Fortunately, times are changing, and some companies are taking steps to attract more women employees by addressing pay gaps, offering flexible work policies and implementing programs to help women employees thrive. Avanade is proud to be one of those companies. Today we talk with Tripti Sethi, senior director, Global AI Center of Excellence lead at Avanade, about the variety of opportunities available to women in technology consulting.
As their title may suggest, technology consultants work with clients to help them transform the way they use technology to drive business outcomes. Traditionally, these transformations have been geared toward improving business processes, reducing costs and maximizing the use of technology opportunities. Today they encompass so much more, from digital strategy and artificial intelligence to technology change projects.
Can you tell us more about the variety of roles available in consulting?
I speak at conferences for women in tech, and I've found that there is often a preconceived notion that you need to be a coder to be in tech. For a technology offering to be successful, there are a lot of elements that come into play. For example, in my own field of work in artificial intelligence, you certainly need data scientists and engineers. But you also need strategists who guide the "why" behind a project, people from the industry who understand a solution's applications in the space, designers that translate the code into something usable for the everyday person, and marketing and salespeople to actually get the project into the market.
This list isn't exhaustive, but it does show that a tech career doesn't have to involve coding. There will always be an important place for coders. At the same time, there is a wide range of roles now for people interested in a tech career.
What are the best things about being a woman in consulting?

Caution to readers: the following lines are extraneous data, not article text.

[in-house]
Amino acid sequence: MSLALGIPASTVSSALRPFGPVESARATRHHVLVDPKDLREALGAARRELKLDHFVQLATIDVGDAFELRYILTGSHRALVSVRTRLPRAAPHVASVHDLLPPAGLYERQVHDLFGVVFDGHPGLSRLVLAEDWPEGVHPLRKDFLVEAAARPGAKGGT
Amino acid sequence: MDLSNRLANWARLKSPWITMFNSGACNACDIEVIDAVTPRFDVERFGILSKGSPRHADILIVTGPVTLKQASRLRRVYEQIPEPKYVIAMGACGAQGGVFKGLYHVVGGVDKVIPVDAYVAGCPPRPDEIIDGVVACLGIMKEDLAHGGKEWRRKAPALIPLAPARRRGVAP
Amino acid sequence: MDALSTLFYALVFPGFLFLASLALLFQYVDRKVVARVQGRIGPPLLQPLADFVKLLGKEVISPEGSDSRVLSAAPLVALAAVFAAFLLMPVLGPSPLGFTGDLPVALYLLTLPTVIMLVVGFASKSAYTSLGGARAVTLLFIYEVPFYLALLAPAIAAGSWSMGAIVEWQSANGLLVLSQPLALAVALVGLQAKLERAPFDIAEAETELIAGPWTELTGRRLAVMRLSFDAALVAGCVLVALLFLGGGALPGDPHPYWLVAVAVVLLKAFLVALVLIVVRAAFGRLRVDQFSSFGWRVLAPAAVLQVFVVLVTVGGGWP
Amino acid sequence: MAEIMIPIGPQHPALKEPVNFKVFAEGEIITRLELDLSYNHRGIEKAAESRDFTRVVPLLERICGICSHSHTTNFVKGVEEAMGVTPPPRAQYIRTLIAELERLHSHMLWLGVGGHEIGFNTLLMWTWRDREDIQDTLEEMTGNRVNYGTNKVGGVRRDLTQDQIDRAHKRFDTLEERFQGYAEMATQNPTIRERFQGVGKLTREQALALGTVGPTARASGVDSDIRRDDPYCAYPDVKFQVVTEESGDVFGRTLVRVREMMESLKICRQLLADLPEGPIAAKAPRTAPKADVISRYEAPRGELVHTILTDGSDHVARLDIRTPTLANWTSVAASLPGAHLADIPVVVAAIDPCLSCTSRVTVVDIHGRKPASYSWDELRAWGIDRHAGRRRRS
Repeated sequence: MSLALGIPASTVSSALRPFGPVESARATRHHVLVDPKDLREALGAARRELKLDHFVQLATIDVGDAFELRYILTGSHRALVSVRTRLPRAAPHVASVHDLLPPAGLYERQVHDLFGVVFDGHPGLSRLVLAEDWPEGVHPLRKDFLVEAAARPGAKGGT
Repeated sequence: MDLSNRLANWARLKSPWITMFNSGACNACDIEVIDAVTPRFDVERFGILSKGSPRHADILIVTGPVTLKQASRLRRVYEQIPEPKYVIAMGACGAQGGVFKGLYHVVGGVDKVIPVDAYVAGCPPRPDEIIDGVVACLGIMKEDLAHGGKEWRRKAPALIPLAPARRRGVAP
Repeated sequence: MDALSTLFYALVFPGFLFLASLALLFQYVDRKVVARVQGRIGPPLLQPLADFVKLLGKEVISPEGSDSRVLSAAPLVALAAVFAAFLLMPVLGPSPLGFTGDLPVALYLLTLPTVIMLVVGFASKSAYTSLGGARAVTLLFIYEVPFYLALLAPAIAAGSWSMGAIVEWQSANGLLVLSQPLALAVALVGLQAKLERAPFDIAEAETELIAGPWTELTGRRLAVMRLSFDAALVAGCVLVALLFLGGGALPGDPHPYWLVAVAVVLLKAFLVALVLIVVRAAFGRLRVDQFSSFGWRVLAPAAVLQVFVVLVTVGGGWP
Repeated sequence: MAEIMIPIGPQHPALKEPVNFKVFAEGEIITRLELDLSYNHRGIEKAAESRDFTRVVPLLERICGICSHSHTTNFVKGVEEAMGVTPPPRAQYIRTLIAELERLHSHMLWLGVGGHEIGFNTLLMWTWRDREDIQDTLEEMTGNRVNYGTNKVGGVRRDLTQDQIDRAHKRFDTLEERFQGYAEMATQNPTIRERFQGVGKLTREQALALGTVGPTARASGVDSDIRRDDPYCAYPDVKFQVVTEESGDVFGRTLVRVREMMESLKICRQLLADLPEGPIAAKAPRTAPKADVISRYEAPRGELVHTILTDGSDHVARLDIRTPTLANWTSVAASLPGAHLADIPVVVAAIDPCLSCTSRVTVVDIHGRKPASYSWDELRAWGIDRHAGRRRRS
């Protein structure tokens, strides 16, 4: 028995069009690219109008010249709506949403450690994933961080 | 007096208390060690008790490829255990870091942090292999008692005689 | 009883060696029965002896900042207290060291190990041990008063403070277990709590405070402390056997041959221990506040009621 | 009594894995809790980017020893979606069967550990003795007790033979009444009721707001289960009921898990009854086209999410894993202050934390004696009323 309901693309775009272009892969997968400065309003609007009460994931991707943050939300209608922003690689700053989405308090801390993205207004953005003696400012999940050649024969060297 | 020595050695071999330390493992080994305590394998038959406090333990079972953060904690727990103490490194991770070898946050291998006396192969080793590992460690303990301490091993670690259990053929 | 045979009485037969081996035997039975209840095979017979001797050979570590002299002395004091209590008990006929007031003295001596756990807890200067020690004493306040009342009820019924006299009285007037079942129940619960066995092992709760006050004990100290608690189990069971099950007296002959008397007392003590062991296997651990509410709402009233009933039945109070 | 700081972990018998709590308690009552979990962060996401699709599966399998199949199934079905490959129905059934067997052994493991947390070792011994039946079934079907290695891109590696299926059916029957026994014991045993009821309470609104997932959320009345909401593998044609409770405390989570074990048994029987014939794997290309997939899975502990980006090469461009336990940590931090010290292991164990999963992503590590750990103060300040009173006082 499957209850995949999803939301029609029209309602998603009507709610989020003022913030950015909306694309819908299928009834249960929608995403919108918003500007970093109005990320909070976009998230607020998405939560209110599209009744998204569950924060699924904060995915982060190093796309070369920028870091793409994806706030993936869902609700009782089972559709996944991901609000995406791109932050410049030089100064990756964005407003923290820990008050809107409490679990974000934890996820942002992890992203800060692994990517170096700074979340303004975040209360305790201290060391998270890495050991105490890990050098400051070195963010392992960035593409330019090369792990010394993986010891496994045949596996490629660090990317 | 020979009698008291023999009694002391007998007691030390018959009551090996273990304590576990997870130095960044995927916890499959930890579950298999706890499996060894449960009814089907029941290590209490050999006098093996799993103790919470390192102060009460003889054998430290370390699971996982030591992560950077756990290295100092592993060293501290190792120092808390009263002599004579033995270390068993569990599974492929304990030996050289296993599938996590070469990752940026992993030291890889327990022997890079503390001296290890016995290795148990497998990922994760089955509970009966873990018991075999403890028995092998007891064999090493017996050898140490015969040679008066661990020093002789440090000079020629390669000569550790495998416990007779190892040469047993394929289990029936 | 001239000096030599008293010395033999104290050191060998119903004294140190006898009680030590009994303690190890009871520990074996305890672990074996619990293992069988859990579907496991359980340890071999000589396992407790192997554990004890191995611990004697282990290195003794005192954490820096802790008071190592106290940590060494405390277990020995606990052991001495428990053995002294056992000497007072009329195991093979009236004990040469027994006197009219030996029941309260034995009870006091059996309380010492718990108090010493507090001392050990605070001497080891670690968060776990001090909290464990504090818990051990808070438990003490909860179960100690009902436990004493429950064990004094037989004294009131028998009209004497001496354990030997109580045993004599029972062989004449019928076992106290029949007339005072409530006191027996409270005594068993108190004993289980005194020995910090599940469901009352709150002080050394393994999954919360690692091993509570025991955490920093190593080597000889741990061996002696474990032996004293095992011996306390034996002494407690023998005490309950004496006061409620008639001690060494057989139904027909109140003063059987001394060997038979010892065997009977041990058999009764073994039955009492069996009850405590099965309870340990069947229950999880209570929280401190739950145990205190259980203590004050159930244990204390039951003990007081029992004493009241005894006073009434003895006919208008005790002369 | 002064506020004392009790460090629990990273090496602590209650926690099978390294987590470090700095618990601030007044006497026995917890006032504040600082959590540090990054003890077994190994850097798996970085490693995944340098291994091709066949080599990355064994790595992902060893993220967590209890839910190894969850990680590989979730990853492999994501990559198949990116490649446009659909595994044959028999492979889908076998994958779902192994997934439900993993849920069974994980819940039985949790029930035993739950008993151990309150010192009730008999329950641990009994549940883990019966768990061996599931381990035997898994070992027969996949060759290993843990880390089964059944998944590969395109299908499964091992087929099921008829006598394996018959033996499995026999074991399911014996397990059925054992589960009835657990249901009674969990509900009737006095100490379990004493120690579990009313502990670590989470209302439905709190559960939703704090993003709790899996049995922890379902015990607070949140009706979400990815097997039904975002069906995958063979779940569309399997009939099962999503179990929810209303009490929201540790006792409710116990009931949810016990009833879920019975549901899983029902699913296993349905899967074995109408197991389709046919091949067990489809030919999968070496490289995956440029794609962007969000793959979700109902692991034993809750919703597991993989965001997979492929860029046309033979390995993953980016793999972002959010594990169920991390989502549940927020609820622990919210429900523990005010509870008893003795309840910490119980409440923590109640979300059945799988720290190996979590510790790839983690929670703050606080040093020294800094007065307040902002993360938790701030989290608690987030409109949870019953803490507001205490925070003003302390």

Personally, I enjoy the flexibility that consulting provides. I like the fact that I can choose to get up really early in the morning, do a bit of work, maybe do a boxing class in the afternoon and then work again into the evening. As technology becomes more integral to driving business transformation, I like the complex and diverse set of problems we solve and the diverse skills and people we work with to solve them. This is amplified even further by the fact that I have a global role and I work across multiple geographies, industries and cultures. Of course, the role has given me the opportunity to travel to some incredibly beautiful places and have the most amazing experiences.
What would you say to women considering a career in consulting?
If you like taking on a challenge, tackling problems and translating them into solutions and you really enjoy delivering that kind of success to clients, this is a dynamic and fun place to be. For consulting projects to be successful, a blend of strategy, design, technology, data, AI, marketing and a whole host of other skills to deliver projects are key. This means that the opportunity and options for women to flourish and grow as technology consultants is exponentially increasing. It's also a great place to make lateral movements and acquire new skills, either based on your interests or evolving life/career stages.
The most important aspect however, just like any woman entering a male-dominated industry, is to be yourself and to be open to challenging the "as-is." Don't try to fit in a box that you think is accepted. In reality, it's your uniqueness that will make you add value and be successful.
How did you take advantage of different opportunities at Avanade?
Avanade provided me diversity not just in the roles I have held, but also in my quest to experience life and work in different parts of the globe. I started as our Advanced Analytics lead in Europe based out of the Netherlands for a year, broadened my portfolio to lead the Digital Analytics offering for Europe and serve as the first Data & AI Center of Excellence member in the area. I am now Seattle-based as I lead and grow our AI capabilities in the global Data & AI COE.
Tech is a fast-moving field. How do you keep your skills sharp and up to date?
Avanade supported and challenged me to rotate my skills and learn new ones, to expand what I do, how I deliver, and how I add value with new skills. We are lucky to have access to a wide range of training programs and opportunities for skills development. In addition, Avanade supported me in my personal mission to be the face of AI and diversity for us externally, a journey that has helped me develop my public speaking, presentation and networking skills. This has been very rewarding and inspiring for me.
Coming out is associated with the LGBT+ community and refers to a moment when each of us takes a stand and proclaims who we are, without "covering." (The term covering is used here to describe hiding elements of one's self or identity or expression.) Some of our employees took a moment to reflect on what Coming Out Day means to them and how living authentically has impacted their lives.